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10 questions about the Bloom Energy Server

It appears the much-hyped Silicon Valley startup's "Energy Server" shows a lot of promise, but is the box too good to be true?
/ Source: PC World

Now that Bloom Energy has unveiled its innovative fuel cell technology to the world, it appears the much-hyped Silicon Valley startup's "Energy Server" shows a lot of promise, particularly for Fortune 500 companies that can afford the parking lot-sized power boxes priced up to $800,000 apiece.

But is the Bloom box too good to be true? We may not know for years, of course, although early reports from an impressive lineup of beta testers, including Bank of America, Coca-Cola, eBay, FedEx, Google and Wal-Mart, are showing sizable reductions in both energy costs and CO2 emissions. A power generator that saves money and the environment? This must be Tomorrowland!

Well, Bloom Energy is developing a power box for the home too, a development that could fundamentally change the way home users buy energy, if (again) the Bloom box is the real deal. Ten questions to consider:

1. When will the Bloom box for the home arrive, and what will it cost?
K.R. Sridhar, CEO of Bloom Energy, has said he hopes to see brick-sized energy servers powering homes within 10 years. The price: Somewhere south of $3,000, although it's unclear what the initial cost might be. Bloom Energy says its corporate customers will see a 3- to 5-year payback on their initial investment.

2. How durable would it be?
Fuel cell technology has been around for decades — it was even used during the Apollo moon missions — but it's unclear just how reliable Bloom's technology is. The Energy Server uses an electrochemical process to generate electricity, and it operates at extremely high temperatures. Could a home energy server last at least 10 years? A shorter lifespan might severely limit cost savings for consumers.

3. Buy or lease?
A lot of homeowners probably won't want to shell out a few thousand dollars for a newfangled energy device. Perhaps your friendly power utility might lease a Bloom server to you and handle whatever maintenance tasks are required. Then again, would this business model kill the cost benefits for homeowners?

4. Would I be able to get off the grid?
Ah, a tantalizing prospect for power company-haters everywhere. If the Bloom Energy Server works as promised, well, who needs the grid at all? Why not just pull the plug and become your own power company. Then again, you might want to keep emergency access to the grid, just in case your power box dies. And then there's yet another reason to stay connected. Read on.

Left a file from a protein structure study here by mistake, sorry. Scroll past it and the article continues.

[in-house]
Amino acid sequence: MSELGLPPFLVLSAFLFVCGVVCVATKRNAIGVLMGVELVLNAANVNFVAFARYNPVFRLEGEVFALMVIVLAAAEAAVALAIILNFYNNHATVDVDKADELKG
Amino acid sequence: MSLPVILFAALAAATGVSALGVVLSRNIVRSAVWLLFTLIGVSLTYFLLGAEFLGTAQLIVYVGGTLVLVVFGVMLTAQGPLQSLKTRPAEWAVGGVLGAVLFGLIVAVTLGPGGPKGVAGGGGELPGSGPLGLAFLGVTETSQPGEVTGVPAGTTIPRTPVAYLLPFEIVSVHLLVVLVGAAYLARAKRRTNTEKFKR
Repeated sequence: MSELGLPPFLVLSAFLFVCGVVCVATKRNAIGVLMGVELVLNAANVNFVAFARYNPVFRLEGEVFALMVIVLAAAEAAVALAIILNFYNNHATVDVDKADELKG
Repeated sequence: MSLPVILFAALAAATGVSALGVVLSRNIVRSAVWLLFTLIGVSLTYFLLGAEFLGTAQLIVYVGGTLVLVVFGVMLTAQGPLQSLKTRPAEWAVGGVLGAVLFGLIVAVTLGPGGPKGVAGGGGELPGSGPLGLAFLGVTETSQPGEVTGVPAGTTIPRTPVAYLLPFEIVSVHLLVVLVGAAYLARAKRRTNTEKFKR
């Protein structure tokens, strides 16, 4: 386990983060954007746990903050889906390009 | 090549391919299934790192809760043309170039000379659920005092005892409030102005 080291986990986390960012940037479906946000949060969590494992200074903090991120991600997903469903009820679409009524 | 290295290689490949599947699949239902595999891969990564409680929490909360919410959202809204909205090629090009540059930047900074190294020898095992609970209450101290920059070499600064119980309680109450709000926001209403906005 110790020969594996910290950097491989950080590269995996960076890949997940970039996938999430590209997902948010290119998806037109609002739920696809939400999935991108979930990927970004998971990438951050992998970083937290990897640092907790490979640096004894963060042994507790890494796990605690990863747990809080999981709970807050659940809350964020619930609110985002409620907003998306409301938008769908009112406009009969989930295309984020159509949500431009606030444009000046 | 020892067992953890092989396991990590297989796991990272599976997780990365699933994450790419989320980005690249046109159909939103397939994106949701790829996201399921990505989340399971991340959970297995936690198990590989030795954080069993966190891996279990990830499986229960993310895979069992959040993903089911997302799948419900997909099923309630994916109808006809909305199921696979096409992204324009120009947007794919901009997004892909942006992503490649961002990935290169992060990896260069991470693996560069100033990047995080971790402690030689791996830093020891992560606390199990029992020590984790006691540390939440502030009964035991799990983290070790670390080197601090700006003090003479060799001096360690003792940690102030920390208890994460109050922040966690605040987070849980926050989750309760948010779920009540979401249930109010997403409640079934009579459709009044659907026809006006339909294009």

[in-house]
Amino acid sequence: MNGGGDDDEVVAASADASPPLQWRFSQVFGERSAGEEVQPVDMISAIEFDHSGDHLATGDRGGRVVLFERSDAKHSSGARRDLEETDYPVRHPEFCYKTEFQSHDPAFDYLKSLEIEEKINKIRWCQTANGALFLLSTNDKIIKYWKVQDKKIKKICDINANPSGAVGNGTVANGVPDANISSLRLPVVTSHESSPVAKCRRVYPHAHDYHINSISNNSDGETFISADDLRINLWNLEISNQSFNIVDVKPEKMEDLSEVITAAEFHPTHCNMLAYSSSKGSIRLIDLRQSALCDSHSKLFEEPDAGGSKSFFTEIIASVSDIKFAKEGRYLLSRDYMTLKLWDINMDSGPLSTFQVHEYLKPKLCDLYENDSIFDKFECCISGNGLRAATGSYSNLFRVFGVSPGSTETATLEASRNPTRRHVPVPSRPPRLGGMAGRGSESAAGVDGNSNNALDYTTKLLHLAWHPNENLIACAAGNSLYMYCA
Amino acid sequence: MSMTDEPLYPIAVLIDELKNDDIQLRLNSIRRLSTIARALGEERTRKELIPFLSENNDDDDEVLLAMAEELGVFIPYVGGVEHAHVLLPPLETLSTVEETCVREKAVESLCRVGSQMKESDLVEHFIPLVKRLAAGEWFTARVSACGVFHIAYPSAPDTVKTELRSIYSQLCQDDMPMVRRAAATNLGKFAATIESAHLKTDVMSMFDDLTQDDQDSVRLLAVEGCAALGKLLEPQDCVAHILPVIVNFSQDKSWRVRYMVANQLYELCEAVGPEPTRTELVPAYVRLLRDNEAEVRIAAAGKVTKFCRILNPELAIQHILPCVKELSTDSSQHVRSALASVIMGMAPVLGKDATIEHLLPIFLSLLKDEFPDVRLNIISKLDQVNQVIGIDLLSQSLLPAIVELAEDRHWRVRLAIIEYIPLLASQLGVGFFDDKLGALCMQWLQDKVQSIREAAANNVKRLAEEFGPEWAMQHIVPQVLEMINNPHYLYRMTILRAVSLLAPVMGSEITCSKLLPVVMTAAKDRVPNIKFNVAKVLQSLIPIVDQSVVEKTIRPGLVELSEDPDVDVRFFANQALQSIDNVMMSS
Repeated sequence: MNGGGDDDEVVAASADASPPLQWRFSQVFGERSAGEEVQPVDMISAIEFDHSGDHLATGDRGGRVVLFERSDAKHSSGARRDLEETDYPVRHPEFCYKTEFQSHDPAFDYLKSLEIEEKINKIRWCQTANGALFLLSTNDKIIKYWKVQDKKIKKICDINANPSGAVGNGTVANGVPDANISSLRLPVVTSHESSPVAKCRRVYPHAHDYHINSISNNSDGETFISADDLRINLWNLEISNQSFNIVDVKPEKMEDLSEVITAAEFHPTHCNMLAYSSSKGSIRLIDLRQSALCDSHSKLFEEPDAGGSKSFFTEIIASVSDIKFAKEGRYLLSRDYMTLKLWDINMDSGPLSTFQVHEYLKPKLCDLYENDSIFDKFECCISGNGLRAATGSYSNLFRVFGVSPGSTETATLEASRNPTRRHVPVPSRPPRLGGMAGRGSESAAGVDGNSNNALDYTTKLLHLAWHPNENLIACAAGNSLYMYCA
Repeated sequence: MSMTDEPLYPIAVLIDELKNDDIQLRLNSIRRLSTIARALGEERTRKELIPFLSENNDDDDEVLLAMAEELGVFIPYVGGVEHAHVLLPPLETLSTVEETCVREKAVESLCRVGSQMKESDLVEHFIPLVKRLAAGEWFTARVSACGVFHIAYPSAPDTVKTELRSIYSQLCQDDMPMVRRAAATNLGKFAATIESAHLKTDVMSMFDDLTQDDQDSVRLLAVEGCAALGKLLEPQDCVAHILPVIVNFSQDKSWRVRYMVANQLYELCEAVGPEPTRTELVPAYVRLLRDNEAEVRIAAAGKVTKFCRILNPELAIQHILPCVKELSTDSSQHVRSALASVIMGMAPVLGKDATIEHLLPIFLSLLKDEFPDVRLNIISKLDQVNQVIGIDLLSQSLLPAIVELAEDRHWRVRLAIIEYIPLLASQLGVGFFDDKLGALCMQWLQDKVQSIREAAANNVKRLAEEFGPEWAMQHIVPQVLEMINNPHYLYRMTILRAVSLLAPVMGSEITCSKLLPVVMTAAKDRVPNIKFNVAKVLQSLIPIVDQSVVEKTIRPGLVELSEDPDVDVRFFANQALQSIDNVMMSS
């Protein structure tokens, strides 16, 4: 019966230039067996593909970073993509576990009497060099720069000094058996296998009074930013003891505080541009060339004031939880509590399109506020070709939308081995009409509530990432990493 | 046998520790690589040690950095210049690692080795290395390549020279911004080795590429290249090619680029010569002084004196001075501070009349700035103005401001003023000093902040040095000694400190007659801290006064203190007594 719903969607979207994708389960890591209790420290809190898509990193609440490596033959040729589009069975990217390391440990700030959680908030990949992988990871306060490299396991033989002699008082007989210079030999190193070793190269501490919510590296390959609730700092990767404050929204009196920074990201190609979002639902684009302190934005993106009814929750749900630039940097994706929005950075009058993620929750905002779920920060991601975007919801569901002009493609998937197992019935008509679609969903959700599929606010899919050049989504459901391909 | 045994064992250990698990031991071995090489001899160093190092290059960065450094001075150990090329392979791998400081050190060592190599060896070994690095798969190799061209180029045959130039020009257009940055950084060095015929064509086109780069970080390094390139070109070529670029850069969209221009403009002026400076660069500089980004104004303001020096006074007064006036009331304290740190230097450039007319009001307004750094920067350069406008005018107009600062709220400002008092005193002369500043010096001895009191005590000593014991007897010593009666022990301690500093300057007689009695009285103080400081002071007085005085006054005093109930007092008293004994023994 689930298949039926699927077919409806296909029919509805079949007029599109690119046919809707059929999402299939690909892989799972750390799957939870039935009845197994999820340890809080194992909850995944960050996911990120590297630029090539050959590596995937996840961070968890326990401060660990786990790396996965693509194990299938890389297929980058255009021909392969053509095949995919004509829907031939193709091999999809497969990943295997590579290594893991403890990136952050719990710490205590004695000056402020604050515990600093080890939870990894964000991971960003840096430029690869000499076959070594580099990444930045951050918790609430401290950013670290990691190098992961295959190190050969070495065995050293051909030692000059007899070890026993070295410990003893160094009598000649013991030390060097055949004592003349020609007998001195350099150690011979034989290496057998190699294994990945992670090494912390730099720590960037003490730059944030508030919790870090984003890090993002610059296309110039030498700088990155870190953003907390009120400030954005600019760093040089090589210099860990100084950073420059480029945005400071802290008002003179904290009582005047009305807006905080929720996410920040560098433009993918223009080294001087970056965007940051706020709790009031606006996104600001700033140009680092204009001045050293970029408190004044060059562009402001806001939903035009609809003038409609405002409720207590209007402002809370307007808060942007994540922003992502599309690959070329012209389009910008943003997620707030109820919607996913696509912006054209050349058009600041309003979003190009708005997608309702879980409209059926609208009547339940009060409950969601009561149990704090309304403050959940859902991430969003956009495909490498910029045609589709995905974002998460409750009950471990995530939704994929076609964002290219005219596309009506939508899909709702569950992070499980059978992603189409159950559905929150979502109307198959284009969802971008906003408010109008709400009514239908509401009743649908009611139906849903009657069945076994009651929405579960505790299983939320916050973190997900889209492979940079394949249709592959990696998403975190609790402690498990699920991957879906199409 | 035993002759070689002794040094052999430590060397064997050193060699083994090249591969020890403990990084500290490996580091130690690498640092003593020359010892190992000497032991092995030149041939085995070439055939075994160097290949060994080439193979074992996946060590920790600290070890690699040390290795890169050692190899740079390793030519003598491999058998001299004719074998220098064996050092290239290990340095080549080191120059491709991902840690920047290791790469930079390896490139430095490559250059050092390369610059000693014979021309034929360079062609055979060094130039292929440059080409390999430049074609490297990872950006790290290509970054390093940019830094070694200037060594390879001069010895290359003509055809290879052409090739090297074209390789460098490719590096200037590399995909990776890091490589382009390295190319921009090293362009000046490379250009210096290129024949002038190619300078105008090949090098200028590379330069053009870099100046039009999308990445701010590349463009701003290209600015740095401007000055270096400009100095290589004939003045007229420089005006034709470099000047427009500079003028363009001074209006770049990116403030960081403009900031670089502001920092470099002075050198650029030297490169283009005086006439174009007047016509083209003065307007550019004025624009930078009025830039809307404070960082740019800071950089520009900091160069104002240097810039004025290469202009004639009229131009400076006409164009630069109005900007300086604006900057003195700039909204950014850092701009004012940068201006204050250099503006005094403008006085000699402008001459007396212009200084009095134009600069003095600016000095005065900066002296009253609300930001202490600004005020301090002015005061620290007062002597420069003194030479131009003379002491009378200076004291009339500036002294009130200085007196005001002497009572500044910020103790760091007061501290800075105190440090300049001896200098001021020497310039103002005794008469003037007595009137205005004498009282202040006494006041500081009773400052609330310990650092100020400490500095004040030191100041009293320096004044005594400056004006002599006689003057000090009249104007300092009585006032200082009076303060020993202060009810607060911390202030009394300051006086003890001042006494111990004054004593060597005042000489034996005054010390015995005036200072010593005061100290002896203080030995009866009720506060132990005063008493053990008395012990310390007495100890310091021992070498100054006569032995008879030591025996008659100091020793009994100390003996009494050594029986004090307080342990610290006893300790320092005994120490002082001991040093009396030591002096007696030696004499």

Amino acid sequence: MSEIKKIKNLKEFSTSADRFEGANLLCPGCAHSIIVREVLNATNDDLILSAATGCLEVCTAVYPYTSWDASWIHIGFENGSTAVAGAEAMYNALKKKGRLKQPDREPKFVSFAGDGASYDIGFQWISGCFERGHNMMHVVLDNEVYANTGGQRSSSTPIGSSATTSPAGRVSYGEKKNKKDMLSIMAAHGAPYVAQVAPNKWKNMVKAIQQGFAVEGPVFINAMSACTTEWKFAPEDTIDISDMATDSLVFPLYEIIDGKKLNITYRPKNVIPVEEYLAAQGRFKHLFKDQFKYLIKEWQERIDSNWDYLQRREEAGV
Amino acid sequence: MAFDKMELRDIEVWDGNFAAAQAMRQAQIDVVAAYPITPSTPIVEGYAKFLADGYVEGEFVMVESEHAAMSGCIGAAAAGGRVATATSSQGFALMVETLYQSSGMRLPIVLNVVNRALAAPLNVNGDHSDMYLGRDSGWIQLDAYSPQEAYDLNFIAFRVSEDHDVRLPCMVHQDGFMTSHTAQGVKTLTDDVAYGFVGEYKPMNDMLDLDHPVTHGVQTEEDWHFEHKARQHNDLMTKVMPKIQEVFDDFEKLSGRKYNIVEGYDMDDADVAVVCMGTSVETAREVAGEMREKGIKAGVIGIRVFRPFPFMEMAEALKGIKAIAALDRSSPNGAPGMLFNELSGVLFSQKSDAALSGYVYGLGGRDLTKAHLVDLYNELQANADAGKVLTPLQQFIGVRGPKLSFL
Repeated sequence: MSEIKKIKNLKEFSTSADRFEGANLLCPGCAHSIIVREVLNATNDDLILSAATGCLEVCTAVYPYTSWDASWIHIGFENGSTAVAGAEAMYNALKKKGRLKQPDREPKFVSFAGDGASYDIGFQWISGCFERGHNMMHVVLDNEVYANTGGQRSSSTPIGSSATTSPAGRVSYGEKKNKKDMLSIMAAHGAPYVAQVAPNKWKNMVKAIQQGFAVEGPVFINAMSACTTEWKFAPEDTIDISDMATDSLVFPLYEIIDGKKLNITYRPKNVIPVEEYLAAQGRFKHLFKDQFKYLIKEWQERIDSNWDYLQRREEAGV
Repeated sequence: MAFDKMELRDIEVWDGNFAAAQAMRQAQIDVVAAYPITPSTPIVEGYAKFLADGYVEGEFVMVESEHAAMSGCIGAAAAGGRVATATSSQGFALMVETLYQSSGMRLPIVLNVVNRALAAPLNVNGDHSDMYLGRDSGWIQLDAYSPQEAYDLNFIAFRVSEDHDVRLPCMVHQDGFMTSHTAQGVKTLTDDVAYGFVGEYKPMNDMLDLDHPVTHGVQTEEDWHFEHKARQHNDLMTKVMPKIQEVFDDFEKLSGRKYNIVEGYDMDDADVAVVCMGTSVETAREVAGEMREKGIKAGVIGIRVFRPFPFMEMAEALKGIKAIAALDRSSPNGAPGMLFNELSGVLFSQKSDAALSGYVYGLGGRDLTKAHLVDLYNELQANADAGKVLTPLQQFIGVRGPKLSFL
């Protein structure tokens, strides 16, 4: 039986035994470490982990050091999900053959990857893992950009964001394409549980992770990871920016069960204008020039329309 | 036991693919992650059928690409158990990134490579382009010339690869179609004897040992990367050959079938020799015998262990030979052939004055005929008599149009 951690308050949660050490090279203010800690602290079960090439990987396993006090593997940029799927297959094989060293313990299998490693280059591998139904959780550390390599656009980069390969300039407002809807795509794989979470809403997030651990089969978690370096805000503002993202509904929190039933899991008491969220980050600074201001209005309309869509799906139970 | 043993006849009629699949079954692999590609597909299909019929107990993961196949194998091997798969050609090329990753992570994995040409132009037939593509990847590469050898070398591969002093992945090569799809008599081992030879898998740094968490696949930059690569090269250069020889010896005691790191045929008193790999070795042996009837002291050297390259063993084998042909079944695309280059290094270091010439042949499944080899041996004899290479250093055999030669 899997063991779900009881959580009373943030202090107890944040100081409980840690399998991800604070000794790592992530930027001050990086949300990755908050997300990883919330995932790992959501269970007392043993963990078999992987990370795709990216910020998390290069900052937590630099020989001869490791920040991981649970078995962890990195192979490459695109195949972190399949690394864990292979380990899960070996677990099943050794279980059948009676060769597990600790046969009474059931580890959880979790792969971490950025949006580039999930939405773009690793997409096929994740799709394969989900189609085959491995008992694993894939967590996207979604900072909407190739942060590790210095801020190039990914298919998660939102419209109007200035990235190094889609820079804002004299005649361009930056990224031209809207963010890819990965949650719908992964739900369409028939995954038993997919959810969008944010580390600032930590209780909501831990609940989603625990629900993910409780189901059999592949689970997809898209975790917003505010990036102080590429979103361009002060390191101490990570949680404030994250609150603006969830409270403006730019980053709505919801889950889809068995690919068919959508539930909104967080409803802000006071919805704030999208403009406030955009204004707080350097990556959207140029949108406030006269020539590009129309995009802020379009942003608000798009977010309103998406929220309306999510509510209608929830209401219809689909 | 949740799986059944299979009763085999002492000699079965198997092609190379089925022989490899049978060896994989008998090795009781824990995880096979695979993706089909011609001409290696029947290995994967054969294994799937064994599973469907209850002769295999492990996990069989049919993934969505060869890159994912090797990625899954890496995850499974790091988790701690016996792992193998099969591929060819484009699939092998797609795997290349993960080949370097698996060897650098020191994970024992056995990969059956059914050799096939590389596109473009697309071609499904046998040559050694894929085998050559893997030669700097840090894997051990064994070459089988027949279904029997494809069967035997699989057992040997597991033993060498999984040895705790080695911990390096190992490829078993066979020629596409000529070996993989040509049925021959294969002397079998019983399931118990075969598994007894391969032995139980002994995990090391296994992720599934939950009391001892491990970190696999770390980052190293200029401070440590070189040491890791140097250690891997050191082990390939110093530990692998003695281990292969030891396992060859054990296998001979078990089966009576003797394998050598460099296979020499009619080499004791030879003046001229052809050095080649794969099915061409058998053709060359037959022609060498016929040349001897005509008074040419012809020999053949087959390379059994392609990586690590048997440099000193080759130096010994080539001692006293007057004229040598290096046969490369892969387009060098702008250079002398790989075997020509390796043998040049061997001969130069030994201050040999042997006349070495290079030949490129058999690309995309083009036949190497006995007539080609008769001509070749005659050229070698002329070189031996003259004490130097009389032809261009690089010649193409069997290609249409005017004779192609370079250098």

5. Would I be able to sell energy to the grid?
Yes! Let's say you’re using only 75-percent of the energy your Bloom box produces. Why not sell the excess power back to your local utility? If feasible, the energy server might actually help defray a homeowner's power costs.

6. But would the grid still exist if everyone’s got a Bloom box?
The grid isn't cheap to maintain. If few residential and business users are paying for grid-supplied power, where's the money going to come from to maintain the complex network built for energy generation and distribution?

7. What about future applications?
A Bloom box for the home makes sense. But what about other power-hungry devices? Automobiles, for instance. A brick-sized Bloom box is the right size for a car or truck. Heat dissipation might be a serious issue, however. Laptops and cell phones? Unlikely.

8. How might home energy servers affect the price of natural gas?
Well, that brings us back to how the Bloom box works. Natural gas or biofuel combines with oxygen to produce a chemical reaction within the fuel cell, a process that generates energy. If Bloom-style energy servers become commonplace, natural gas consumption might spike, particularly since biofuels are still relatively exotic. The law of supply and demand would come into play. And would we get hosed by the natural gas providers? Check your monthly gasoline bill for the answer.

9. What if the Bloom box is just another Segway?
Remember back in 2001, when Segway inventor Dean Kamen said his high-tech scooter would change the way cities are built? Didn't exactly turn out that way, did it? Let's hope the Bloom box does better.

10. A lot of celebrities are endorsing Bloom. Isn’t that a bad sign?
Yes, it really is. Let's see, Arnold Schwarzenegger and Colin Powell have already expressed their support. If celeb backers keep showing up — who knows, maybe Charlie Sheen will leave rehab to chime in — the Bloom Energy Server won't stand a chance.